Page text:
This spring, Neighborhoods Now partnered Think!Chinatown and AAFE—Asian Americans for Equality, a community development organization that advances equitable opportunities for Asian Americans—with designers to implement their plans for a monthly night market in Forsyth Plaza. The plaza sits empty once fruit vendors leave for the evening; the central neighborhood spot is then “just, like, crickets chirping,” Kong said.
The night market, scheduled to begin this summer, will bring people and light to the triangle plaza. It will feature outdoor screenings of locally produced short films and also accommodate vendors. The commercial dynamic of the market will function like an incubator for Chinatown businesses affected by the pandemic. “The idea,” Kong said, “is that [vendors] will develop a following, so that by the time they’re ready to graduate to a brick and mortar, they already have [business].” The actualization of this long-term dream will not only replace the chirping crickets of Forsyth Plaza with New Yorkers, but will also re-populate Chinatown’s storefronts.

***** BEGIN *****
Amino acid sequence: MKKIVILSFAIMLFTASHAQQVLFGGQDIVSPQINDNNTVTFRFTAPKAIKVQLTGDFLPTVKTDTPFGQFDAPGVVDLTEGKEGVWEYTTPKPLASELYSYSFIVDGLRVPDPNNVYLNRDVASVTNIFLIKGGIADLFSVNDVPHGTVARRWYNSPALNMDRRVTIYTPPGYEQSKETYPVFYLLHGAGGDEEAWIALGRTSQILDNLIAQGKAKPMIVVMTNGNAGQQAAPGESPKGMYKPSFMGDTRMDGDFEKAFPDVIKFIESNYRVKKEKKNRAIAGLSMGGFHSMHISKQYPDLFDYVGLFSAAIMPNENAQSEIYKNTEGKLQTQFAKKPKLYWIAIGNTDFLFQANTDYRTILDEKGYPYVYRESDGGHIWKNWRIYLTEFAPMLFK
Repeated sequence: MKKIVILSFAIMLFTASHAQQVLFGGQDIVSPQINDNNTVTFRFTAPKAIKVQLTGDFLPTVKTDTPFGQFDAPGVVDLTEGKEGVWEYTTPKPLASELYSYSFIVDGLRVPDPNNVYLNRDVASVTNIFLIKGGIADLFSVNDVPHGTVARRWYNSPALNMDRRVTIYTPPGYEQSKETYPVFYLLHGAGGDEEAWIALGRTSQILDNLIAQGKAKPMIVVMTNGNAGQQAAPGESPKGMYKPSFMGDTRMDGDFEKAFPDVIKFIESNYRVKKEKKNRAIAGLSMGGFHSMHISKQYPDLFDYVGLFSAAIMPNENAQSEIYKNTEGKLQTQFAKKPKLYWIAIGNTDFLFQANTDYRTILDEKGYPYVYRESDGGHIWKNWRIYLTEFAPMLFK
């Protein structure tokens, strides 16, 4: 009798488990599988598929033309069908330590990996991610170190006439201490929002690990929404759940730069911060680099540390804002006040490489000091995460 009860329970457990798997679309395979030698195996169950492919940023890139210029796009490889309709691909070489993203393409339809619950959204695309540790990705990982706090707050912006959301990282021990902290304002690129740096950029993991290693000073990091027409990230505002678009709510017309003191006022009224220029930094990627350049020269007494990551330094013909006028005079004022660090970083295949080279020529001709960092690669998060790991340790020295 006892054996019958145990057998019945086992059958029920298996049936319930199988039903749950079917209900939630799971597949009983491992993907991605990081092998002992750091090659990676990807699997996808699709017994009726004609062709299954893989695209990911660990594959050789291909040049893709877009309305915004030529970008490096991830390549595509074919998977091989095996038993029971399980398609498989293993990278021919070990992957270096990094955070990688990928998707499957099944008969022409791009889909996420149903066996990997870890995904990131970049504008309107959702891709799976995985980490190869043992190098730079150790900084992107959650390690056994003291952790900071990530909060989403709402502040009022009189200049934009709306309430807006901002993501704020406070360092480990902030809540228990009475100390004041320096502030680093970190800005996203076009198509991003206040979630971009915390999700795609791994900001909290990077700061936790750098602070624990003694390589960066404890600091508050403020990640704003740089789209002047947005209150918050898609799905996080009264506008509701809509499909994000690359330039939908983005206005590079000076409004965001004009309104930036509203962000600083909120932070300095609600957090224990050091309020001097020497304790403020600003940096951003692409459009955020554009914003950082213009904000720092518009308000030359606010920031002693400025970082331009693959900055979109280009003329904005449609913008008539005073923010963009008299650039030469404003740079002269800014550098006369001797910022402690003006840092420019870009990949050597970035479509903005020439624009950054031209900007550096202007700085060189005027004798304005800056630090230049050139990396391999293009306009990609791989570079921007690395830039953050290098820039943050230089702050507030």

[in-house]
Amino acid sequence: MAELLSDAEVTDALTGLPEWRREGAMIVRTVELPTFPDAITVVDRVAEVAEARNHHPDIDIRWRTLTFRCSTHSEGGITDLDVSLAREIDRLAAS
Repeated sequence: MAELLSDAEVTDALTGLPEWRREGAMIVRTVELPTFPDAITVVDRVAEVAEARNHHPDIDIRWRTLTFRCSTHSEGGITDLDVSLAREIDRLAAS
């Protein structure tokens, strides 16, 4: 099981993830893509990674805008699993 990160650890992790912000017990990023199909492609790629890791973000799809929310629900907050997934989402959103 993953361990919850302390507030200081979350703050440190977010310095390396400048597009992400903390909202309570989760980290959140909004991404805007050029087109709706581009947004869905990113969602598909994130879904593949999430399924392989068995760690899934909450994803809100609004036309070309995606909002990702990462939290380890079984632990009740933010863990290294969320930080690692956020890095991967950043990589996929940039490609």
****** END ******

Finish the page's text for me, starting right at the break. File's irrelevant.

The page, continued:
And straight across the island of Manhattan, and across that river Fernando Ortiz didn’t know existed as a child, The Greenest Fern has begun conversations with Banana Kelly Community Improvement Association—a community group that organized about 45 years ago while the Bronx was burning.
As New Yorkers fled the crumbling borough throughout the 70s and 80s, organizers with Banana Kelly urged citizens to stay in the South Bronx, adopting the motto “Don’t Move, Improve.” Today, Banana Kelly owns about 68 apartment buildings across the borough that provide affordable housing to low-income New Yorkers. Historically, the housing service combated predatory practices that jeopardized sustainable housing. Today, the jeopardy is the same though the housing threat now lies in gentrification. Alongside the service, the organization also offers youth programs, ESL services, and community gardens that the designers of Neighborhoods Now are helping reactivate.